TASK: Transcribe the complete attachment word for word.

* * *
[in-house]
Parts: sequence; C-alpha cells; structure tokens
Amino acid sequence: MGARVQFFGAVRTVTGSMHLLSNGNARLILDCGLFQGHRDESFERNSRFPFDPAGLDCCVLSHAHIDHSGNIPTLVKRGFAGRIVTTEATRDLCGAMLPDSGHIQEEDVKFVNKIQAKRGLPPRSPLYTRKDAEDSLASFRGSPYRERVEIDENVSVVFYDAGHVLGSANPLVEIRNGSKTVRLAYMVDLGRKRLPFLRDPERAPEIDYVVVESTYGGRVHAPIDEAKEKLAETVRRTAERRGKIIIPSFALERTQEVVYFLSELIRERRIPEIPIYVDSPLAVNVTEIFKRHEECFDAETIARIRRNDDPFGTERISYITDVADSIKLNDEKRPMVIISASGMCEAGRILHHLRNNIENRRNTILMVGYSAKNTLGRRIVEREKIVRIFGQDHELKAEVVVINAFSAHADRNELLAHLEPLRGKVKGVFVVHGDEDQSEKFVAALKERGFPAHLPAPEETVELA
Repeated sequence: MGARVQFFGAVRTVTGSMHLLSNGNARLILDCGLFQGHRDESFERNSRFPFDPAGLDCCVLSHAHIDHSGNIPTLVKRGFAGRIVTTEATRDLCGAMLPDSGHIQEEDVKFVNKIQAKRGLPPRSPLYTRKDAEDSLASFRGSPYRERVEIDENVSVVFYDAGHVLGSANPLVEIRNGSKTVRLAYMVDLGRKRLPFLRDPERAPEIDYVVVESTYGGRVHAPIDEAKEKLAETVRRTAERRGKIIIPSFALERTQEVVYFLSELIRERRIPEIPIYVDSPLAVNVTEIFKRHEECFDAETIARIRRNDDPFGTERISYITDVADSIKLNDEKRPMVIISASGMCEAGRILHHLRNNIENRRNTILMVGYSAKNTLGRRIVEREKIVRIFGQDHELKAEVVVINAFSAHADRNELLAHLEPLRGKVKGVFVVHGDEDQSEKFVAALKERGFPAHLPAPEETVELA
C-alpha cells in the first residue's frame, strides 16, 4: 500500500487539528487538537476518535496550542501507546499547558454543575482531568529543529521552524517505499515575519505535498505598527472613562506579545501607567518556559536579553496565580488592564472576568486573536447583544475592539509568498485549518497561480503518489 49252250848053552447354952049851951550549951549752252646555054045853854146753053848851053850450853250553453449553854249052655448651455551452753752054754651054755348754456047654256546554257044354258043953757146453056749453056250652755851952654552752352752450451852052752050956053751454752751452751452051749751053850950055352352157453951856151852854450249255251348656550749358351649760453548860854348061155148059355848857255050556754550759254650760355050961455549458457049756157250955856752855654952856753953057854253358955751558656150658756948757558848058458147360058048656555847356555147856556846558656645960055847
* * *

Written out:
[in-house]
Parts: sequence; C-alpha cells; structure tokens
Amino acid sequence: MGARVQFFGAVRTVTGSMHLLSNGNARLILDCGLFQGHRDESFERNSRFPFDPAGLDCCVLSHAHIDHSGNIPTLVKRGFAGRIVTTEATRDLCGAMLPDSGHIQEEDVKFVNKIQAKRGLPPRSPLYTRKDAEDSLASFRGSPYRERVEIDENVSVVFYDAGHVLGSANPLVEIRNGSKTVRLAYMVDLGRKRLPFLRDPERAPEIDYVVVESTYGGRVHAPIDEAKEKLAETVRRTAERRGKIIIPSFALERTQEVVYFLSELIRERRIPEIPIYVDSPLAVNVTEIFKRHEECFDAETIARIRRNDDPFGTERISYITDVADSIKLNDEKRPMVIISASGMCEAGRILHHLRNNIENRRNTILMVGYSAKNTLGRRIVEREKIVRIFGQDHELKAEVVVINAFSAHADRNELLAHLEPLRGKVKGVFVVHGDEDQSEKFVAALKERGFPAHLPAPEETVELA
Repeated sequence: MGARVQFFGAVRTVTGSMHLLSNGNARLILDCGLFQGHRDESFERNSRFPFDPAGLDCCVLSHAHIDHSGNIPTLVKRGFAGRIVTTEATRDLCGAMLPDSGHIQEEDVKFVNKIQAKRGLPPRSPLYTRKDAEDSLASFRGSPYRERVEIDENVSVVFYDAGHVLGSANPLVEIRNGSKTVRLAYMVDLGRKRLPFLRDPERAPEIDYVVVESTYGGRVHAPIDEAKEKLAETVRRTAERRGKIIIPSFALERTQEVVYFLSELIRERRIPEIPIYVDSPLAVNVTEIFKRHEECFDAETIARIRRNDDPFGTERISYITDVADSIKLNDEKRPMVIISASGMCEAGRILHHLRNNIENRRNTILMVGYSAKNTLGRRIVEREKIVRIFGQDHELKAEVVVINAFSAHADRNELLAHLEPLRGKVKGVFVVHGDEDQSEKFVAALKERGFPAHLPAPEETVELA
C-alpha cells in the first residue's frame, strides 16, 4: 500500500487539528487538537476518535496550542501507546499547558454543575482531568529543529521552524517505499515575519505535498505598527472613562506579545501607567518556559536579553496565580488592564472576568486573536447583544475592539509568498485549518497561480503518489 49252250848053552447354952049851951550549951549752252646555054045853854146753053848851053850450853250553453449553854249052655448651455551452753752054754651054755348754456047654256546554257044354258043953757146453056749453056250652755851952654552752352752450451852052752050956053751454752751452751452051749751053850950055352352157453951856151852854450249255251348656550749358351649760453548860854348061155148059355848857255050556754550759254650760355050961455549458457049756157250955856752855654952856753953057854253358955751558656150658756948757558848058458147360058048656555847356555147856556846558656645960055847